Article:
fiction, Historical Fiction Book Reviews, Romance

Book Review: The Far Pavilions

Hello Everyone,

Not the best cover but not the worst!

Book Title: The Far Pavilions

Author: MM Kaye

Series: Book One of Two

Genre: Adult Fiction, Historical, Adventure, Romance

Publisher: St. Martins Press

Page Count: 1000

Goodreads Summary:

A magnificent romantic/historical/adventure novel set in India at the time of mutiny. The Far Pavilions is a story of 19th Century India, when the thin patina of English rule held down dangerously turbulent undercurrents. It is a story about and English man – Ashton Pelham-Martyn – brought up as a Hindu and his passionate, but dangerous love for an Indian princess. It’s a story of divided loyalties, of tender camaraderie, of greedy imperialism and of the clash between east and west. To the burning plains and snow-capped mountains of this great, humming continent, M.M. Kaye brings her quite exceptional gift of immediacy and meticulous historical accuracy, plus her insight into the human heart.

My Thoughts:

This book took me a solid week to read! Long winded, lots going on, a bit sexist here and there but those were the times, and I felt as though I would never finish reading this book. I learned there’s a part two. I’m not sure I’m going to read that, lol.

My Review:

This book was a struggle for me right from the start. While I was liking the adventure and the characters, it felt as though it went on and on and on. A 1000 pages of epic adventure, romance, and historical fiction at its best. While people adored Gone With The Wind this was the epic I wanted! The writing was lush, beautiful, and detailed.

I know a lot of newer book reviewers might not be enthusiastic about reading this 1000+ page time, but I’m insisting that it’s worth it! The ending is bittersweet, and the characters and setting will sweep you away. From India to England there’s something new to devour from each page.

The story starts with a premature baby being born in winter and the mother dying due to her not used to the fiercely cold winds. The story expands. It touches to n war. Cholera takes the baby-main character-father and uncle’s lives. More are lost. Travels are had.

This book does have it’s horribly sexist moments. While it’s a relic of the time it’s set in, there are certain things that are hugely sexist in the book. There’s dry spells here and there when it feels like nothing happened. And the ending was a slow burn that felt bittersweet; exactly as those on Google and Goodreads both have stated.

I feel as though this, while a hefty tome, is well worth the effort in reading. Especially if you’re a fan of Gone With The Wind and Outlander. This is equally as huge and well written as the pair.

My Rating:

⭐⭐⭐⭐⭐

Until next time,

-Pass Me That Book

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fiction, Romance

Book Review: Riverbend Gap

Hello Everyone,

Such a pretty cover!

Title: Riverbend Gap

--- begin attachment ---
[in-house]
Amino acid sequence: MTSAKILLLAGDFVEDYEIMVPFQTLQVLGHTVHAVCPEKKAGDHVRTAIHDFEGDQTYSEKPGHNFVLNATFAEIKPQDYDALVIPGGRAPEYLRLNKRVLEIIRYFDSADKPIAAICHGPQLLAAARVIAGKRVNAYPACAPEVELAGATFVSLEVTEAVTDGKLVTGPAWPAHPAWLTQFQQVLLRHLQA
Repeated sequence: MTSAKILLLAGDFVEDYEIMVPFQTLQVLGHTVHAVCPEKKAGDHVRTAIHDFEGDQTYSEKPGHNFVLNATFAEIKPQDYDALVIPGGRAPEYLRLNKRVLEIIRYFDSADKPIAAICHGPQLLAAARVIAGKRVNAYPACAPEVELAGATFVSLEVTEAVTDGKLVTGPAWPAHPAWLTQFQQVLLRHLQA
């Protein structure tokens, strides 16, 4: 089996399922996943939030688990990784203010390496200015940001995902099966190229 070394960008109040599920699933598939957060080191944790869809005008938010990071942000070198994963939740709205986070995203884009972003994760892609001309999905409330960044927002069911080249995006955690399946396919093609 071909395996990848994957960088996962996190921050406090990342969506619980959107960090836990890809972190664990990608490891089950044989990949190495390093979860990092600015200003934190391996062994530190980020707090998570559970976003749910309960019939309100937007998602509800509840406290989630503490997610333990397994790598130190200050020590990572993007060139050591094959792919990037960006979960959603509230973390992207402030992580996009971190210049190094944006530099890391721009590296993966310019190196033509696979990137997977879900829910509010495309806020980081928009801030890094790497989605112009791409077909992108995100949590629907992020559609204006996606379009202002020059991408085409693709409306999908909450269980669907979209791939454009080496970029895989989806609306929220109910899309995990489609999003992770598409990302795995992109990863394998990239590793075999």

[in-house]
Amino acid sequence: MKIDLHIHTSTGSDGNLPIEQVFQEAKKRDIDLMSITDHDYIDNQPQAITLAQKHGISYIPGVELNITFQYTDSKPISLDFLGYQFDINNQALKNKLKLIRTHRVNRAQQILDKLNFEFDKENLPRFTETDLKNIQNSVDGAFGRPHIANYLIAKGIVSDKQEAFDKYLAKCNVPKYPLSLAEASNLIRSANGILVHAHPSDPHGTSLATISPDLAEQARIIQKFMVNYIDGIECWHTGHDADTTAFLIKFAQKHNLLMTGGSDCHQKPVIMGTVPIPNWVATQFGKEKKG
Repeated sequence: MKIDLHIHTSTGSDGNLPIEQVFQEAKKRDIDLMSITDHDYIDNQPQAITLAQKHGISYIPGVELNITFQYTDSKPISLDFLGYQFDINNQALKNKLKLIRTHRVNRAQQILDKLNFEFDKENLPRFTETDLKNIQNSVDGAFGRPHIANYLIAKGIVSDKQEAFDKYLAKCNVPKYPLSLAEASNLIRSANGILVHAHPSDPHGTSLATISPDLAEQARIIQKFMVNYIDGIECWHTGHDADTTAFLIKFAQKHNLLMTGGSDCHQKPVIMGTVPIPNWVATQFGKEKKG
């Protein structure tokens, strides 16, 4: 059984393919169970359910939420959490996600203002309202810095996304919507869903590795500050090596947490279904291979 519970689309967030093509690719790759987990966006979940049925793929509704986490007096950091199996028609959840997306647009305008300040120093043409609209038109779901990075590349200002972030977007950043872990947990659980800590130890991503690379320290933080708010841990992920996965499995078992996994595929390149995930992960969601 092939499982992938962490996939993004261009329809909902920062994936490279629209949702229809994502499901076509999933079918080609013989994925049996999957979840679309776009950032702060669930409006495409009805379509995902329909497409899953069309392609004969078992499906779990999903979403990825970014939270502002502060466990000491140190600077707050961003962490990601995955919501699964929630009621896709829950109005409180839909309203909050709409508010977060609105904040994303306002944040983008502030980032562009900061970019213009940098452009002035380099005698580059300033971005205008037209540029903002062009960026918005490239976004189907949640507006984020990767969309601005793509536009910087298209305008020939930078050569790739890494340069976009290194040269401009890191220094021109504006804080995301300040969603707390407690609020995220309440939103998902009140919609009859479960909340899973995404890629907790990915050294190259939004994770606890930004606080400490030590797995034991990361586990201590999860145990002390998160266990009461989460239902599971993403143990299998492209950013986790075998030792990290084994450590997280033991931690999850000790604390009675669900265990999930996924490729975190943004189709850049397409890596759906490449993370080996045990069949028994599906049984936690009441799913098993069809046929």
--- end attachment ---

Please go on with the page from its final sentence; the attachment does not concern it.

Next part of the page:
Author: Denise Hunter

Series: Book 1

Genre: Christian fiction, Romance

Publisher: Nelson, Thomas, Inc.

Page Count: 400

Goodreads Summary:

She came in search of the family she’d always wanted—and found the kind of love she’d never dared to imagine.

When Katelyn Loveland’s car veered off a winding Appalachian Mountain road, she thought she was done for. That is until Cooper Robinson, local sheriff’s deputy, came to her rescue. And though Katie narrowly escaped her brush with death, she still fell. Hard.

She wasn’t the only one. But soon Cooper learns that the woman he’s more attracted to than any he’s ever met is his brother’s new girlfriend—and therefore unquestionably off limits. Yet, despite his best efforts, Cooper and Katie can’t seem to avoid running into each other. Or ignore the undeniable chemistry between them.

As they grow closer, Katie shares the secrets of her past and the real reason she moved to their small North Carolina town. She also wins over Cooper’s welcoming and bighearted family. But they don’t know that her feelings for Cooper keep growing—all while she’s dating his brother. Soon the stakes of their emotional connection become higher than either of them could have imagined. Katie stands to lose the first family she’s ever had, and a scandal could doom Cooper’s campaign for sheriff’s office. Suddenly they find themselves on the edge of another precipice—and they’re forced to make a decision that could change their lives forever.

My Thoughts:

I wanted to like this, but I just am not a fan of christian fiction. The romance and all was fine but going into this book blind was not a good idea for me.

My Review:

I’ll be the first to say, I am not a Christian fiction reader. I’m not religious in the slightest. I picked this up because I wanted a good romance for Valentine’s day, and this had a good romance but the religious bits just weren’t for me. I also picked this up for the Appalachian mountains, as I love books that feature any sort of mountain terrain for romance novels. The writing was quite good, and I did like the characters, but it felt a bit… lacking in what I was wanting for a romance which is a “me thing” and no fault of the authors whatsoever. But I did enjoy this book, despite that it wasn’t what I thought. Fun, fast paced read, and I may or may not pick up the sequel.

My Rating:

⭐⭐⭐ 1/2

Until next time,

-Pass Me That Book

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Historical Fiction Book Reviews, Romance

Netgalley Review: A Suffragette in Time

Hello Everyone,

Book Title: A Suffragette in Time

Author: Connie Lacy

Genre: Historical, Romance

Publisher: Wild Falls Publishing

Page Count: ?

Series: Standalone ? (I think it’s part of a series but unsure however it works well as a Standalone.)

Book Summary:

A compelling time travel historical